Whereas Charles Darwin’s theory of evolution by the mechanism of natural selection, together with the monumental amount of scientific evidence he compiled to support it, provides humanity with a logical and intellectually compelling explanation for the diversity of life on Earth;

Whereas the validity of Darwin’s theory of evolution by natural selection is further strongly supported by the modern understanding of the science of genetics;

Whereas it has been the human curiosity and ingenuity exemplified by Darwin that has promoted new scientific discoveries that have helped humanity solve many problems and improve living conditions;

Whereas the advancement of science must be protected from those unconcerned with the adverse impacts of global warming and climate change;

Whereas the teaching of creationism in some public schools compromises the scientific and academic integrity of the United States education systems;

Whereas Charles Darwin is a worthy symbol of scientific advancement on which to focus and around which to build a global celebration of science and humanity intended to promote a common bond among all of Earth’s peoples; and

Whereas February 12, 2017, is the anniversary of the birth of Charles Darwin in 1809 and would be an appropriate date to designate as “Darwin Day”: Now, therefore, be it

Resolved, That the House of Representatives —

(1) supports the designation of “Darwin Day”; and

(2) recognizes Charles Darwin as a worthy symbol on which to celebrate the achievements of reason, science, and the advancement of human knowledge.

The sponsor is James A. Himes, a Democrat from Connecticut. He serves on the Science, Space, and Technology Committee. The resolution has 13 co-sponsors — all Democrats. [*Sigh*]

We wrote about a similar resolution last year: Another Darwin Day Resolution in Congress, in which we said:

It’ll never pass. The resolution has some “Whereas” clauses that will drive the creationists crazy. … This thing is doomed, just like similar resolutions in prior years.

This one is doomed too. With the Republicans in control of the House, it’ll likely die in committee, where it probably won’t receive a single Republican vote. We’re hoping for at least one, so this thing isn’t a total embarrassment, but … well, we’ll find out soon enough.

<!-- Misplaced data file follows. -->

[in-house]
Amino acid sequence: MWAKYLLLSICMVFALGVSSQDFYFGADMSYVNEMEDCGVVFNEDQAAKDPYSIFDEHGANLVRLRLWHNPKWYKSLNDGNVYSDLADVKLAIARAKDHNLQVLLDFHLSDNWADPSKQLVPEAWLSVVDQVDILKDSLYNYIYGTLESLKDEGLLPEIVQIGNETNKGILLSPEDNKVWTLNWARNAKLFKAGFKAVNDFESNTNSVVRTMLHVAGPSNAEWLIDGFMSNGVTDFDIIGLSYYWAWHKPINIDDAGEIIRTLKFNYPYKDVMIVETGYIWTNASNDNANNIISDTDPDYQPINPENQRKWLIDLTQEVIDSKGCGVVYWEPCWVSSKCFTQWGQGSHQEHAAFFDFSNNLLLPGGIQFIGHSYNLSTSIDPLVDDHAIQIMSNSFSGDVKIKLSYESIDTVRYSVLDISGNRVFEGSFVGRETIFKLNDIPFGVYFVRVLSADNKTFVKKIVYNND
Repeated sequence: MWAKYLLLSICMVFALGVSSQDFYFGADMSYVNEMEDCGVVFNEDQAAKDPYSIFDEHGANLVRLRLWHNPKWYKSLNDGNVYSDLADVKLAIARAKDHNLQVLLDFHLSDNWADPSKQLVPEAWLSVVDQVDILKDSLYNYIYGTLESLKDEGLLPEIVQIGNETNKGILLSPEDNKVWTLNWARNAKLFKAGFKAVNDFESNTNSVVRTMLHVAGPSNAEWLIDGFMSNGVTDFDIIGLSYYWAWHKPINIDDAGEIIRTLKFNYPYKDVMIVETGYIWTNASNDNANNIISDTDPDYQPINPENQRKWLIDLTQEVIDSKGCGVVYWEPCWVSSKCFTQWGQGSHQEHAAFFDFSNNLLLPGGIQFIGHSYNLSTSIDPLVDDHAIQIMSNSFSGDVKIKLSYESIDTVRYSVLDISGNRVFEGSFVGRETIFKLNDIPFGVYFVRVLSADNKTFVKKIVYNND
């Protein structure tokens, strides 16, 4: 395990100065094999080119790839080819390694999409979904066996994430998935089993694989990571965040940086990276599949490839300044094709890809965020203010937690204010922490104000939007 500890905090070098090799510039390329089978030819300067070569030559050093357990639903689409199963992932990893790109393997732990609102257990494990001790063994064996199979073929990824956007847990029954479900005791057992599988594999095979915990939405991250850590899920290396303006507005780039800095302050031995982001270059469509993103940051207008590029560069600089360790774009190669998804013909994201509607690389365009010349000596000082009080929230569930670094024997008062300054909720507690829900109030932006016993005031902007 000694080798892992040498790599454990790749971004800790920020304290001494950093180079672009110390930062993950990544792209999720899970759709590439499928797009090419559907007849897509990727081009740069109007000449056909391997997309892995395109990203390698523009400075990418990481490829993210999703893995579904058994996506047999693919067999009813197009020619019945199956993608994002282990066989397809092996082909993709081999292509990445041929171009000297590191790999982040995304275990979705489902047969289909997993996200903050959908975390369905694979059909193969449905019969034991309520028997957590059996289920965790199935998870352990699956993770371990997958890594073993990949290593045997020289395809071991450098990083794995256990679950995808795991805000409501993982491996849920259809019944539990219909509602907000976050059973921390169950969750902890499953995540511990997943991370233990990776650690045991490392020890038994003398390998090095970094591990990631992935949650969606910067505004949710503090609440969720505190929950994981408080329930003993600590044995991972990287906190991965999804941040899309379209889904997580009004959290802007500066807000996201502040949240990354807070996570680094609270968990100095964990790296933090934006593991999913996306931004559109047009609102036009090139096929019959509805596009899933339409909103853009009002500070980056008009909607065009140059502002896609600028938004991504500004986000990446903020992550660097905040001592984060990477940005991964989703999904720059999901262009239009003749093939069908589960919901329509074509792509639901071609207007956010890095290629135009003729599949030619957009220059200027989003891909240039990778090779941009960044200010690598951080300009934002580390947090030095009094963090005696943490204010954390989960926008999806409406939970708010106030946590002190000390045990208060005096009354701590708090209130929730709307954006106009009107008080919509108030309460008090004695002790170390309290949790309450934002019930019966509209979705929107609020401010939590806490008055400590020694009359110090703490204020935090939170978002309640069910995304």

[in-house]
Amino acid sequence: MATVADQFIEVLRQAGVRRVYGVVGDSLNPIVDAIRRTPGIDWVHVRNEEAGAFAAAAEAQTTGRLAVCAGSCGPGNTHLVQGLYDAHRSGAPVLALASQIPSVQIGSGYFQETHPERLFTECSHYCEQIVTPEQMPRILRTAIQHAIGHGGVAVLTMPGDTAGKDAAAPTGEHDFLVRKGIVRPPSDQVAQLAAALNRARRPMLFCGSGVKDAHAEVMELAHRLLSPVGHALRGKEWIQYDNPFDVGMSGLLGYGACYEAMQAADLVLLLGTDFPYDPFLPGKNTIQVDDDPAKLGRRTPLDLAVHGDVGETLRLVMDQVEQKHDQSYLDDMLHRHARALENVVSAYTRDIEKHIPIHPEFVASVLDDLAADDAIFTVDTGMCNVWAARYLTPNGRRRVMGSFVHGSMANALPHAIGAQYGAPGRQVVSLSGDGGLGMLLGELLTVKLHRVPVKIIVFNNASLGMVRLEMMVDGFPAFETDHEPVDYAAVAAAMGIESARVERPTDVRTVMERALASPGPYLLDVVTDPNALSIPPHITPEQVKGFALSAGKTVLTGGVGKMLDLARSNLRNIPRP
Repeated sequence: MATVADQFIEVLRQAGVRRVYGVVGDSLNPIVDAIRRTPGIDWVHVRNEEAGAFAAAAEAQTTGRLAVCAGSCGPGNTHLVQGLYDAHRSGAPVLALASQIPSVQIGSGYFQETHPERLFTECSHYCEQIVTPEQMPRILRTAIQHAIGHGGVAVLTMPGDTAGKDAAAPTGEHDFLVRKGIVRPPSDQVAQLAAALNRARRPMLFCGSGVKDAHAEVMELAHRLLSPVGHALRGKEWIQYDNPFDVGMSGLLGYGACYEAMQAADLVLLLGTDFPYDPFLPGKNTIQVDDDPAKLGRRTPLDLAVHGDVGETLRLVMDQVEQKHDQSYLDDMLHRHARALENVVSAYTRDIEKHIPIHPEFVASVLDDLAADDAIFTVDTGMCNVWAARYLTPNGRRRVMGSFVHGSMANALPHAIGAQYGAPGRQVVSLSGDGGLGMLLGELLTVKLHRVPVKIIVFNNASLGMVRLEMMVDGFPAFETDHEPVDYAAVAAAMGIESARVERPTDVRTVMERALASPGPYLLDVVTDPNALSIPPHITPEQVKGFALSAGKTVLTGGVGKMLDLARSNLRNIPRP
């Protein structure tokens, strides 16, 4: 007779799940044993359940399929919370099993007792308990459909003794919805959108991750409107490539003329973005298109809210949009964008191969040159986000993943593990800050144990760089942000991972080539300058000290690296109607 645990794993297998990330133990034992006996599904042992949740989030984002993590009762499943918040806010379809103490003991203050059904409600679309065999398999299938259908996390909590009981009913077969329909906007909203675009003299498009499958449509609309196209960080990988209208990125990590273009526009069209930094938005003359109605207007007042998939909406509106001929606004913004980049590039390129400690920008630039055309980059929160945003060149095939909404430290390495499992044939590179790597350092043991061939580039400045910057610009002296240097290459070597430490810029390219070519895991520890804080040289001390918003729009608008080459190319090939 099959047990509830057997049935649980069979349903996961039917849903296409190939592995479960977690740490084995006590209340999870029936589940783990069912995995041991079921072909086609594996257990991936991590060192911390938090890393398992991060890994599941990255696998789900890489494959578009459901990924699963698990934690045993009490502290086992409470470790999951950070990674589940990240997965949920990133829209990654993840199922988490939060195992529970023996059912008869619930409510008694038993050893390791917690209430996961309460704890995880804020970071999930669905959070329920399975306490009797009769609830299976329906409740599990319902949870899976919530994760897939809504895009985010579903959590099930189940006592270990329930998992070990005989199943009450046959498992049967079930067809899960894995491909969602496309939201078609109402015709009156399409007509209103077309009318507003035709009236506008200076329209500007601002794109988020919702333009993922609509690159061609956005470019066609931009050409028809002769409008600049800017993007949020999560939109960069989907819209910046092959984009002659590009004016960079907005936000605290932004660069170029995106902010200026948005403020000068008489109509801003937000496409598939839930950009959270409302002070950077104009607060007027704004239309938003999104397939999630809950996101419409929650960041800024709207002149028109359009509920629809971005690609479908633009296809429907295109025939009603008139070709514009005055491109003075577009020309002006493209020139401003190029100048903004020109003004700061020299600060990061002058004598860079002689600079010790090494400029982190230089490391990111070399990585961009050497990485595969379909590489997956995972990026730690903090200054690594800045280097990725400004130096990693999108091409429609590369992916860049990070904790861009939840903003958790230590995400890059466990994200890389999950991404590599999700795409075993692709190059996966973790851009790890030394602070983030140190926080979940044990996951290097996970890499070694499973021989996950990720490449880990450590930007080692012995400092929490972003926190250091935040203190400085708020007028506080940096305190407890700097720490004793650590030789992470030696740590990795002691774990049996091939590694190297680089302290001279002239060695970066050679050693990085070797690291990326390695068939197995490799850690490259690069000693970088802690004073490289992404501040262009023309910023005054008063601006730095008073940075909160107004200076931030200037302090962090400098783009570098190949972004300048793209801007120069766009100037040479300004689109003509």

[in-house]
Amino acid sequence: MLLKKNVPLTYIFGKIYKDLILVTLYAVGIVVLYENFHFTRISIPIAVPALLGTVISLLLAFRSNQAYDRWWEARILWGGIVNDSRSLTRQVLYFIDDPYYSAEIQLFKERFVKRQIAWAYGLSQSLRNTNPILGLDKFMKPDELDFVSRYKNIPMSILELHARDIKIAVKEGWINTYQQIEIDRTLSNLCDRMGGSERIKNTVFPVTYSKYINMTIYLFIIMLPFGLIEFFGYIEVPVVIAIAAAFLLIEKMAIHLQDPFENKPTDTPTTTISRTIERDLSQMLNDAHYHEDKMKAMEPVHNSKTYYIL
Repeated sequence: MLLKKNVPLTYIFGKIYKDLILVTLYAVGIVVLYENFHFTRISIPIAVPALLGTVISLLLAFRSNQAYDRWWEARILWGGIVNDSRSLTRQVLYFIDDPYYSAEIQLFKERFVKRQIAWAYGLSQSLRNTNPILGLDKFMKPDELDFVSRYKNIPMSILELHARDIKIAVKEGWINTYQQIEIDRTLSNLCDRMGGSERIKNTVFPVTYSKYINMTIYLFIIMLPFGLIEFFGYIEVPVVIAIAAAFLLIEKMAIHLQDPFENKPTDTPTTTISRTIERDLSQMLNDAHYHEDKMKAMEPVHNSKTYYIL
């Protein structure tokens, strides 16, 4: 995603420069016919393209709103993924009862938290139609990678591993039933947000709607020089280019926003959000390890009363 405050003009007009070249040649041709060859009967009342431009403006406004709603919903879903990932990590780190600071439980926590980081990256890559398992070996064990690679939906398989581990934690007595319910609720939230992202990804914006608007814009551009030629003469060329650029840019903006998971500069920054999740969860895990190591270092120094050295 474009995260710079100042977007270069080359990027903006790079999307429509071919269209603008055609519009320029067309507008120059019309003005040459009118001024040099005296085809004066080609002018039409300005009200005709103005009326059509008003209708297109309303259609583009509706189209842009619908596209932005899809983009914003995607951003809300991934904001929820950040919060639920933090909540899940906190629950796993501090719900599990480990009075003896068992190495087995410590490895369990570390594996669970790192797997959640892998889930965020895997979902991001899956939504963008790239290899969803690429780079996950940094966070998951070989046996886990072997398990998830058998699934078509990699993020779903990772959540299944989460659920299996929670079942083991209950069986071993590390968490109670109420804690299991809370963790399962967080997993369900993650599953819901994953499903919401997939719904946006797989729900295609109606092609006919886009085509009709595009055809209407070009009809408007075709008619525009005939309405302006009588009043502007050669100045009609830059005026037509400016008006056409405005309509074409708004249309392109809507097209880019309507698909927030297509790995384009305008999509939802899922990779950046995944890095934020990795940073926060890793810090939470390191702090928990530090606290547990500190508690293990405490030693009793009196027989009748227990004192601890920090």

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Discoveroids on Martin Luther King Day

The Discovery Institute, wonderful folks that they are, couldn’t let Martin Luther King Jr. Day go by without giving it proper recognition. The task was given to David Klinghoffer, who eagerly functions as their journalistic slasher and poo flinger.

Klinghoffer’s post is On Martin Luther King Day, Consider This About Intelligent Design. It’s a repeat of something he wrote three years ago — On MLK Day, Remember that Intelligent Design Is a Civil Rights Issue — but we ignored it then. Today we’ll give you some excerpts, with bold font added by us for emphasis.

He introduces his old post by saying:

I’ve observed here before that intelligent design poses not only a scientific challenge to Darwinism but also a challenge to think a little more broadly about civil rights … [then the repeated material begins].

This is what Klinghoffer wrote back in January 2014:

As we were reminded in the final and likewise shameful resolution of the David Coppedge matter, evolution is a civil-rights issue as much as it is a scientific one. Coppedge’s right to dissent from Darwinian orthodoxy was crushed by NASA’s Jet Propulsion Laboratory, and the judge in the case accepted NASA’s slickly constructed defense, rubber-stamped it, denying him the justice of what should have been total vindication.

BWAHAHAHAHAHA! Klinghoffer’s attempt to portray the promotion of junk science as a civil rights issue reminds us of something we wrote more than six years ago: Creationism: Abuse of the Language of Rights. We won’t repeat ourselves (as Klinghoffer is doing), but we recommend that you take a look at that post. Okay, back to Klinghoffer. In his oldie-goldie, he said:

[F]or every David Coppedge, there are countless other people who share their scientific doubts about Darwin, their openness to seeing evidence of design in nature, but who keep their views to themselves in a strategy of self-defense. They are teachers, professors, students, and other thoughtful open-minded citizens, who can’t exercise their right to advocate a particular scientific view. They reasonably fear censorship and bullying.

Sickening, isn’t it? You can read it all if you like, but here’s our last excerpt:

Civil-liberties organizations like AU and the ACLU ought to be in the thick of the fight to protect free-expression rights for Darwin doubters. Instead, they stand firmly with the censors and the bullies.

Although it’s irrelevant to Klinghoffer’s strange message, here’s a discussion of King’s views on Darwin. From the quotes therein, we would judge his attitude to be similar to that of the Catholics — he didn’t deny that humans evolved, but he thought the soul is a divine gift. Our guess is that he wouldn’t agree with the Discoveroids — and they probably know it — but they’re willing to exploit him anyway.

Copyright © 2017. The Sensuous Curmudgeon. All rights reserved.